After you’ve chosen OKRs as the goal-setting system for your agile team, how can you evaluate whether the system is working? You’ll want to conduct regular reviews to see whether your agile team performance is improving.
Improvement is often not immediately obvious with OKRs; be patient as you monitor and evaluate them through the initial cycles. As you go through sprint reviews and retrospectives, consider how the issues connect to OKRs. It’s easier to measure progress when you can see how the issues in each sprint are linked to OKRs.
It’s common for teams to run into difficulties as they adapt to OKRs in the beginning, but if you can identify problems early, there are some measures you can take to move things back in the right direction. We’ll show you how to evaluate if OKRs are working for your agile teams and how to improve them in Jira.
Evaluating Your OKR Performance
When you evaluate whether OKRs are improving your team performance, look at overall progress toward objectives, how key results brought you closer to the objectives, and whether the initiatives connected to the key results are helping you achieve the results you aimed for. This will help you identify what’s on track and what needs to be addressed.
Checking Your Objectives
Are there too many?
Remember that objectives are big goals, closely linked to your company mission, not a task list. According to John Doerr, who first popularized OKRs, a company shouldn’t have more than seven objectives. These are the company’s main priorities. If you have too many, you’ll lose focus.
As objectives tend to be longer term, don’t expect to see these achieved quickly. However, make sure that every team member is aware of them as a guide. Transparency is key so that everyone recognizes the priorities and can see how their work contributes to the progress, for example, through connected Jira issues. Having a clear aim boosts motivation and brings teams together.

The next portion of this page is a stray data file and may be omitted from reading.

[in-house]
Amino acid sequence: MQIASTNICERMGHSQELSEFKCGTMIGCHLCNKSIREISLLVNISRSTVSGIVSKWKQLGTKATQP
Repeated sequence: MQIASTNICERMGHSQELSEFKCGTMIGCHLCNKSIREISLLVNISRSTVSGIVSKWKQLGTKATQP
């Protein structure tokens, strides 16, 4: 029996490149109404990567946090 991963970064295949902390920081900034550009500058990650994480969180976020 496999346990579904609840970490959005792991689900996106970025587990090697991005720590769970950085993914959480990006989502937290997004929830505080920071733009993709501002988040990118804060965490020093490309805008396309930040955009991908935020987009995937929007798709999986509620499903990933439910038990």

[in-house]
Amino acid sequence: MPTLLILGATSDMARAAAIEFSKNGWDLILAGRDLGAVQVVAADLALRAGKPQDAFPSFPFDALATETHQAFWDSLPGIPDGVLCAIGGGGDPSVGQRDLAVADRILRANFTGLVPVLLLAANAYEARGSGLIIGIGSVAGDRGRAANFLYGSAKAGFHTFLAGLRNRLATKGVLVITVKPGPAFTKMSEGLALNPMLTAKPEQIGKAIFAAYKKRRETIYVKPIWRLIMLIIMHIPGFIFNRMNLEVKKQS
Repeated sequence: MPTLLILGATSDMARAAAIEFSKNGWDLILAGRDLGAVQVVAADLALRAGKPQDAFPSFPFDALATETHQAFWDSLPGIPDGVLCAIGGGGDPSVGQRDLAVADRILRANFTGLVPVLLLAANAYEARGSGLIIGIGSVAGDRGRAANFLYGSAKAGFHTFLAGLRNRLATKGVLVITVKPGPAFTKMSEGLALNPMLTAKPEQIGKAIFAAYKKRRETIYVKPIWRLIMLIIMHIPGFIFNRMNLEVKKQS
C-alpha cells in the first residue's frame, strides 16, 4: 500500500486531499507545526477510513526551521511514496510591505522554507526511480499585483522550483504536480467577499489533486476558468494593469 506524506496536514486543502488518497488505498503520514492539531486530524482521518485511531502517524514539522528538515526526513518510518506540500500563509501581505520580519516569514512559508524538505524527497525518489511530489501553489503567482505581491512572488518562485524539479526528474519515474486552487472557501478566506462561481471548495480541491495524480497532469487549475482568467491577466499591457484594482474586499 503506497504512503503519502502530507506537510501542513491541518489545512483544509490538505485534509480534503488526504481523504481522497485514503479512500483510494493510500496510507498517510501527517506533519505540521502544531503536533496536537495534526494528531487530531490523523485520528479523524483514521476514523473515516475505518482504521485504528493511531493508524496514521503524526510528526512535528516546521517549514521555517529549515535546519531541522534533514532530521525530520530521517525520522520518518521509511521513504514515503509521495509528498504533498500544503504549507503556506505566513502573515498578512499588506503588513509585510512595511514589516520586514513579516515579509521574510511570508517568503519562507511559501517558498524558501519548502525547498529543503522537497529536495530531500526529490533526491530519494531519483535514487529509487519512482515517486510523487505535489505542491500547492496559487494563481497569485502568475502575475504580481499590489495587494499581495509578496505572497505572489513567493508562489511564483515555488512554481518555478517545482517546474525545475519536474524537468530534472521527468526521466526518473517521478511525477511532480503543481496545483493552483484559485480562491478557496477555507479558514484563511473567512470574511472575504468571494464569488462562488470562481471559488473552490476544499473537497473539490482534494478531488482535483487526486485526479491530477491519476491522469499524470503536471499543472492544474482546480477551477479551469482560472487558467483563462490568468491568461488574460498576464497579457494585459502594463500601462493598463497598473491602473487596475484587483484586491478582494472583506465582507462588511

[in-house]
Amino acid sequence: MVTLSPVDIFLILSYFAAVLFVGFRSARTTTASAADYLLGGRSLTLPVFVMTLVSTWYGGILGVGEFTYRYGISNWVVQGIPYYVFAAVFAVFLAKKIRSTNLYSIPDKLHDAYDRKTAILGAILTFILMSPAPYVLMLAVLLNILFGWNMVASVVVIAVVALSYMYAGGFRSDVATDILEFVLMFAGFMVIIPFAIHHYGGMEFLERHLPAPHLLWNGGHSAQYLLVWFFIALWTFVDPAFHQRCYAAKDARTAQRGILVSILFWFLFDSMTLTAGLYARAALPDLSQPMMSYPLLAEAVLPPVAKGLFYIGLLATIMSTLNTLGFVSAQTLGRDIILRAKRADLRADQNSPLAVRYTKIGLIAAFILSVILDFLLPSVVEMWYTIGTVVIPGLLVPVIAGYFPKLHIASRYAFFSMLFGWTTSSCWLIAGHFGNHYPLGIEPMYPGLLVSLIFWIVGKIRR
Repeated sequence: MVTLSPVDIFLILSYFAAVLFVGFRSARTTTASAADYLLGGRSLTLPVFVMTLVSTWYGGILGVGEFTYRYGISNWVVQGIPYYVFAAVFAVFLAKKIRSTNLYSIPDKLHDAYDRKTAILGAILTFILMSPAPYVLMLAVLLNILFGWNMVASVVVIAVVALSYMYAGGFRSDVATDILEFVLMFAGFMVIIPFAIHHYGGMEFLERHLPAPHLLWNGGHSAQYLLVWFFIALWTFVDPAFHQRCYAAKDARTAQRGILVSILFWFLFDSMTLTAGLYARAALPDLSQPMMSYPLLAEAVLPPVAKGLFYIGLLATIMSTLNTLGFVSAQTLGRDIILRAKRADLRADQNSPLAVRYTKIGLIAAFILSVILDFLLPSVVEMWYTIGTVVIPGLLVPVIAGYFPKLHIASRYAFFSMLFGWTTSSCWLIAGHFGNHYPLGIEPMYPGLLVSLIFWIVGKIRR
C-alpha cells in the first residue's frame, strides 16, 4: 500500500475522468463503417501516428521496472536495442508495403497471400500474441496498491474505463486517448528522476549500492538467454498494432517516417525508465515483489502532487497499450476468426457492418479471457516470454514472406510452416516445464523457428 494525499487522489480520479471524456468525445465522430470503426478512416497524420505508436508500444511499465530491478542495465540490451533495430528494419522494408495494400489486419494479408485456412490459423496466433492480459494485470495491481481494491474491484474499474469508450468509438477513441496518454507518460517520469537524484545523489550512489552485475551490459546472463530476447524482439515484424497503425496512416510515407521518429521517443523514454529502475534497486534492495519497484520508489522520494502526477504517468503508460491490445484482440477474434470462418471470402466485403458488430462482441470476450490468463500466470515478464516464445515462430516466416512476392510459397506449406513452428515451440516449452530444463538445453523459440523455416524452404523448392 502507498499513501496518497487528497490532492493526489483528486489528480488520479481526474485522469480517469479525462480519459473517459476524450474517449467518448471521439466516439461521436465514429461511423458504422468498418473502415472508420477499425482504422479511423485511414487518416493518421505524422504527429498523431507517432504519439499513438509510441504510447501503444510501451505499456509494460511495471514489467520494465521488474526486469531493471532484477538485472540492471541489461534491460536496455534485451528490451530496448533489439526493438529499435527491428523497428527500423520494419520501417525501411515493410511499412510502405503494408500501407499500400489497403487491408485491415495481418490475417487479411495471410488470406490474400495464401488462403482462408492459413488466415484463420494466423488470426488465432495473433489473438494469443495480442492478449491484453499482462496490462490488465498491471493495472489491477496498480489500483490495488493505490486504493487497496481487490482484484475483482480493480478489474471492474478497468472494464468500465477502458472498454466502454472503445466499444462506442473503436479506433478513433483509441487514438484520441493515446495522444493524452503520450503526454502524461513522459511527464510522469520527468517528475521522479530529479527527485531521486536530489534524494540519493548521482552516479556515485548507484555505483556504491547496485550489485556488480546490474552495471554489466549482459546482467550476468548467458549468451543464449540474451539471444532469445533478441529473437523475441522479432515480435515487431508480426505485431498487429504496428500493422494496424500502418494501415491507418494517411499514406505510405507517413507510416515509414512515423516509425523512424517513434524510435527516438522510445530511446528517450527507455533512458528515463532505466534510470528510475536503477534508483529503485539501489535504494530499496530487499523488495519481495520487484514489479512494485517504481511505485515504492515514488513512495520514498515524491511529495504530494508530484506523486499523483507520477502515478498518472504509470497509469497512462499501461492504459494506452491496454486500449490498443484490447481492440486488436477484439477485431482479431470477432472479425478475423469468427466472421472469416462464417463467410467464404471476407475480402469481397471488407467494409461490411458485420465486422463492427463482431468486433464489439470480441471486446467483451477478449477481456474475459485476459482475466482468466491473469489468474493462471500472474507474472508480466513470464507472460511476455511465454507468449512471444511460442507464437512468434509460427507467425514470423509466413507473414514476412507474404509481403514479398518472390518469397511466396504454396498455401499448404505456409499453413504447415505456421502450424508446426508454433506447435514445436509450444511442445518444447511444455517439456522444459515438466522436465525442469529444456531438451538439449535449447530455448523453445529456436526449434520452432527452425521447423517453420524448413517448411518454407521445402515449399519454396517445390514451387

Are they clear?
Objectives act as a uniting mission for teams. If the objectives are too vague, team members won’t understand how to reach them.
For example, “Become a better company” without any additional clarification is a vague objective. Does “better” mean more profitable, greater customer satisfaction, more ethical, a better work environment?
Depending on how the objective is interpreted, the key results to reach it would be very different. If you discover problems with key results, this may be because of vague objectives. Ideally, you should clarify the objectives before setting key results. Check with each team to confirm whether they have the same understanding of the objective.
Achieving Your Key Results
Can they be measured?
While objectives should be the overarching goals of your company, key results are the measurable actions teams take to get there. As Marissa Mayer, one of Google’s first adopters of OKRs, said, “It’s not a key result unless it has a number.” You can’t update progress if you can’t measure it.
If you find that your key results aren’t measurable, teams will be confused about what to achieve. For example, if their key results are simply “increase sales” and “increase engagement,” do they need to increase it by 1 percent? 25 percent? 200 percent? Depending on the targets, their tasks and priorities would vary greatly.
Are they aligned?
For agile teams, it’s best to set OKRs with a bi-directional alignment, where top management sets the objectives and teams set key results and initiatives based on these. This is where you’ll run into problems if you set vague objectives. If the teams have different interpretations of the objectives, they’ll have clashing priorities, which will impede progress.
Tracking Your Initiatives
Are they confused with key results?
Remember not to make every individual task a key result. If you do this, you’ll have too many key results and lose focus of what’s really important. Break up the key results into manageable initiatives. Initiatives are steps that help teams reach the key result; these steps may be straightforward tasks or they may be more complex, including an entire project or Jira epic.